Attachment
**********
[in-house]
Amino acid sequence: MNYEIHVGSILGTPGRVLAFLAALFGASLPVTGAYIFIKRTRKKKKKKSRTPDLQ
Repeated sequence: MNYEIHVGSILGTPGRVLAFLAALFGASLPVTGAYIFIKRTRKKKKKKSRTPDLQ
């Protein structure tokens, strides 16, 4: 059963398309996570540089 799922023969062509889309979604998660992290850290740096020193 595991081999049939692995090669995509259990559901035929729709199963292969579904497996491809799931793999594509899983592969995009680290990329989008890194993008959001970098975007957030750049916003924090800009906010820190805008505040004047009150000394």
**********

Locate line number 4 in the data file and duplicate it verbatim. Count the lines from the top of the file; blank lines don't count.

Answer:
């Protein structure tokens, strides 16, 4: 059963398309996570540089 799922023969062509889309979604998660992290850290740096020193 595991081999049939692995090669995509259990559901035929729709199963292969579904497996491809799931793999594509899983592969995009680290990329989008890194993008959001970098975007957030750049916003924090800009906010820190805008505040004047009150000394």